The real title of this page should be 'Will robots and computers take our jobs?' or maybe it should be 'Resistance is useless!' which was the title of one of an excellent series of articles about this topic which appeared in November 2015, such as these:
Ever since the industrial revolution, people have worried that machines would take over the jobs done by humans. During the industrial revolution the Luddites famously smashed the steam-driven looms, afraid that hand weavers would be put out of work. But as steam power gradually replaced muscle power, humans simply moved to jobs that required brain rather than brawn, and job growth has almost kept pace with the increasing population so far. Why would that not continue to be so? Because now computers are approaching human levels of intelligence, and they are likely to become smarter than us with just a few decades. Once machines, computers and robots have taken over the 'brainy' jobs as well as the 'brawny' jobs, what will be left for humans? Not much, so my answer is clear: 'Yes, in developed countries, computers and robots will soon take over most of our existing jobs!' Robots and computers are getting good at jobs like building cars, writing articles, translating, carrying out surgical operations -- jobs that once required a human. It's amazing that this issue is not getting more attention. Is everyone just sticking their heads in the sand? I think so. But why listen to my opinion when much-better qualified people are debating this?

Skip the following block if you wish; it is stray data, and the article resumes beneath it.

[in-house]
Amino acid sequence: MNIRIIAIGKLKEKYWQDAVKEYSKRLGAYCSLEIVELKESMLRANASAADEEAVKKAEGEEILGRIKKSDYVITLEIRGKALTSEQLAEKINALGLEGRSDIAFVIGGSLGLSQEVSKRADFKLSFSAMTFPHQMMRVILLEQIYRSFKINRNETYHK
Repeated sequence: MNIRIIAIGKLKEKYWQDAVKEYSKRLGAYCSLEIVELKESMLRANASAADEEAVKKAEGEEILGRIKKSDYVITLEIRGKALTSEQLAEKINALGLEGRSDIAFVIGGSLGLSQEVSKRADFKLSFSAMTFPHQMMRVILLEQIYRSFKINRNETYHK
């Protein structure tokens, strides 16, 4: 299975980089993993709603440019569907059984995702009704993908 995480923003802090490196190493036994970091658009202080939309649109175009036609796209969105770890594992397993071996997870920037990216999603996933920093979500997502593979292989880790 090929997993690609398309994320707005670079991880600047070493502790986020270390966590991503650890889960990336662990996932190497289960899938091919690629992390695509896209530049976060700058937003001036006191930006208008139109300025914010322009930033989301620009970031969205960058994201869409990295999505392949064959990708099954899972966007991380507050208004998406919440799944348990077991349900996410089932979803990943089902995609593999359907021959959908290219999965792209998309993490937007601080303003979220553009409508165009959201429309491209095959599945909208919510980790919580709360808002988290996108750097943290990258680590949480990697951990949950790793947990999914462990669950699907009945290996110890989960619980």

Well-informed specialists tell us that perhaps as many as 80% of the jobs in the service sector (the dominant sector in western countries) will be taken over by computers and robots within a few decades. Click HERE to find our how likely it is that YOUR job will be automated within the next 20 years. Click HERE to find out how to robot-proof your career.
New technology does create some new jobs, at least temporarily, but it's a fact that new industries usually don't employ many people. Google, for example, has huge wealth and influence, but doesn't employ many people compared to the telecom companies of the late twentieth century. Most people working today are doing jobs that existed a hundred years ago: retail, driving vehicles, serving in restaurants etc.